Originally posted by Since87


Why do you think a dual pass heatercore will cool the water more effectively? I don't know of any reason why this would be true.
because it travels twice the length as the single pass, therefore enabling the water to have more time to be cooled by the air running over the fins.
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Old 11-03-03, 07:38 PM   #10
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The dead spots would be on the sides. Like I said though, I have no facts, just gueses. As someone pointed out in another post, water is like electricity, and to add to their analagy it will also travel the path of least resistance.

It would seem that a "single pass" would mean single channel and "double pass" would indicate a U shape. This assumption could be most non-scientific though, since often things are named for how they appear and not how they work. For instance, a double pass could be a W patern and a single pass could be an S.

It would depend on how they are made...Any mechanics out there that have discected a couple of these things to see where the water is channeled?

Last edited by BigSmokey; 11-03-03 at 07:45 PM.
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Old 11-03-03, 07:48 PM   #11
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Quote:
Originally posted by Raider84
because it travels twice the length as the single pass, therefore enabling the water to have more time to be cooled by the air running over the fins.
But, if the water flowrate is the same with each heatercore then any given quantity of water has the same amount of time to cool regardless of the radiator. Please read the flowrate sticky.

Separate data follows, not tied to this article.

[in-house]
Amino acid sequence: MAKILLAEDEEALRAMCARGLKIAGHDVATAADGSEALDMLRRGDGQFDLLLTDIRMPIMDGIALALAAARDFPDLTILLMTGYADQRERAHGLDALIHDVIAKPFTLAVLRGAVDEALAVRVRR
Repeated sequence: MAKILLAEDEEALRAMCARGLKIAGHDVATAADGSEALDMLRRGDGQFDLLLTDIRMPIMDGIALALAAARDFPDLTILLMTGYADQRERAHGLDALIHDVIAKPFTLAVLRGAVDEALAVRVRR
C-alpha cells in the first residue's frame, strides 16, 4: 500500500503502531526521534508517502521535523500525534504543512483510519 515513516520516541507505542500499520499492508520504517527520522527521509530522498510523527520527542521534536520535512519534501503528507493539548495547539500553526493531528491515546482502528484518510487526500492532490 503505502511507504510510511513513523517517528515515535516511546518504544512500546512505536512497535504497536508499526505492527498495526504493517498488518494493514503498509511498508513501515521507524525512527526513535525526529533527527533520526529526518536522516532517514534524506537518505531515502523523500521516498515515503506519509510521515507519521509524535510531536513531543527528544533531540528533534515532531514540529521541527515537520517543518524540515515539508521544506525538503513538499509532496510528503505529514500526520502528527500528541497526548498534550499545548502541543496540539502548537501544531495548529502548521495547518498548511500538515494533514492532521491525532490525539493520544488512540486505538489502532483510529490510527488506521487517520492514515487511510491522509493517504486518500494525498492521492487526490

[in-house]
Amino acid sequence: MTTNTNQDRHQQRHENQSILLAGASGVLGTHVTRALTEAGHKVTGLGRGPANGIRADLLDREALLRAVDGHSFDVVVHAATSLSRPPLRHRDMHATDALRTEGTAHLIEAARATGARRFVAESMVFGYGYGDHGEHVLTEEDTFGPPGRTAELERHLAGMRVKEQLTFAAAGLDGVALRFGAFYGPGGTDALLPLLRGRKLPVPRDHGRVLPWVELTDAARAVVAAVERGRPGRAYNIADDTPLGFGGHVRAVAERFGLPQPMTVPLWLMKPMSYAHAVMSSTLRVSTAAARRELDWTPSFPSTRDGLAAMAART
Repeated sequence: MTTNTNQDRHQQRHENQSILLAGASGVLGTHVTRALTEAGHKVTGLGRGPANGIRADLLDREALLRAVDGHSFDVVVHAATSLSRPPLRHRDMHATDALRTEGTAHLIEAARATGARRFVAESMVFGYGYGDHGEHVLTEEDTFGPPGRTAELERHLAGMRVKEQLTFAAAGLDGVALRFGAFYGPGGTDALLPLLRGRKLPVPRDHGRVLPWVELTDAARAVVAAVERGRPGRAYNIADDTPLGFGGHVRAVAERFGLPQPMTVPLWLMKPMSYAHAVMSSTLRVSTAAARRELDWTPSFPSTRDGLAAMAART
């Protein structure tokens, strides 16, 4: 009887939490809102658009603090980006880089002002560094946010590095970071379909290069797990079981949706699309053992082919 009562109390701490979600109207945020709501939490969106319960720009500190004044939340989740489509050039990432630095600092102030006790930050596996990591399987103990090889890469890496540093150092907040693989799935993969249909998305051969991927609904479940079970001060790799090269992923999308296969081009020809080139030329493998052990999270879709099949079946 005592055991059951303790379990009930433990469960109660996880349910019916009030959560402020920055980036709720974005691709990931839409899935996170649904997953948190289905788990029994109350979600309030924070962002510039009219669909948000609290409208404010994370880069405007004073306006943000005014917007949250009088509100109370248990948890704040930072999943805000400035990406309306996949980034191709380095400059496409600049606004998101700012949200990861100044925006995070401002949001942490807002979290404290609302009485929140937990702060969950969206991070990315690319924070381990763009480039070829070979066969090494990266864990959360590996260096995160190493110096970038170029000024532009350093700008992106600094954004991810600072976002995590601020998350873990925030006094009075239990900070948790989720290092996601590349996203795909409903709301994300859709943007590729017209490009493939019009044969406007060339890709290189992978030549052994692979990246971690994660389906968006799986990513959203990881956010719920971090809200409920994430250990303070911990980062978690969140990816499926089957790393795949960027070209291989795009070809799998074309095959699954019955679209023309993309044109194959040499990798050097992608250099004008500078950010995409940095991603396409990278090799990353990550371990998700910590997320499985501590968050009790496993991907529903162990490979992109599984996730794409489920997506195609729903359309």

All else being equal, using a single pass heatercore will result in a higher flowrate. A higher flowrate will in turn result in the waterblock performing better. I doubt that many involved in watercooling, other than BillA, could detect the performance difference in the heatercores themselves.
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Old 11-03-03, 07:52 PM   #12
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Quote:
Originally posted by BigSmokey

It would seem that a "single pass" would mean single channel and "double pass" would indicate a U shape. This assumption could be most non-scientific though, since often things are named for how they appear and not how they work. For instance, a double pass could be a W patern and a single pass could be an S.
They are built as they appear. A single pass has a plenum chamber on each end with a pipe in each plenum for inlet/outlet.

A dual pass has a single plenum chamber running the full width on one end, and two smaller chambers on the other end with a pipe in each for inlet/outlet.
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Old 11-04-03, 02:29 AM   #13
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The time that water stays in the radiator doesnt increase the performance as much as having greater flowrate due to greater deltaT. As the water stays in the radiator deltaT starts to decrease so the amount of heat removed from hot water is decreased. This is why single-psas heatercore will perform better than dual-pass given that othere components in your system is not restrictive
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Old 11-04-03, 04:11 AM   #14
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i humbly stand corrected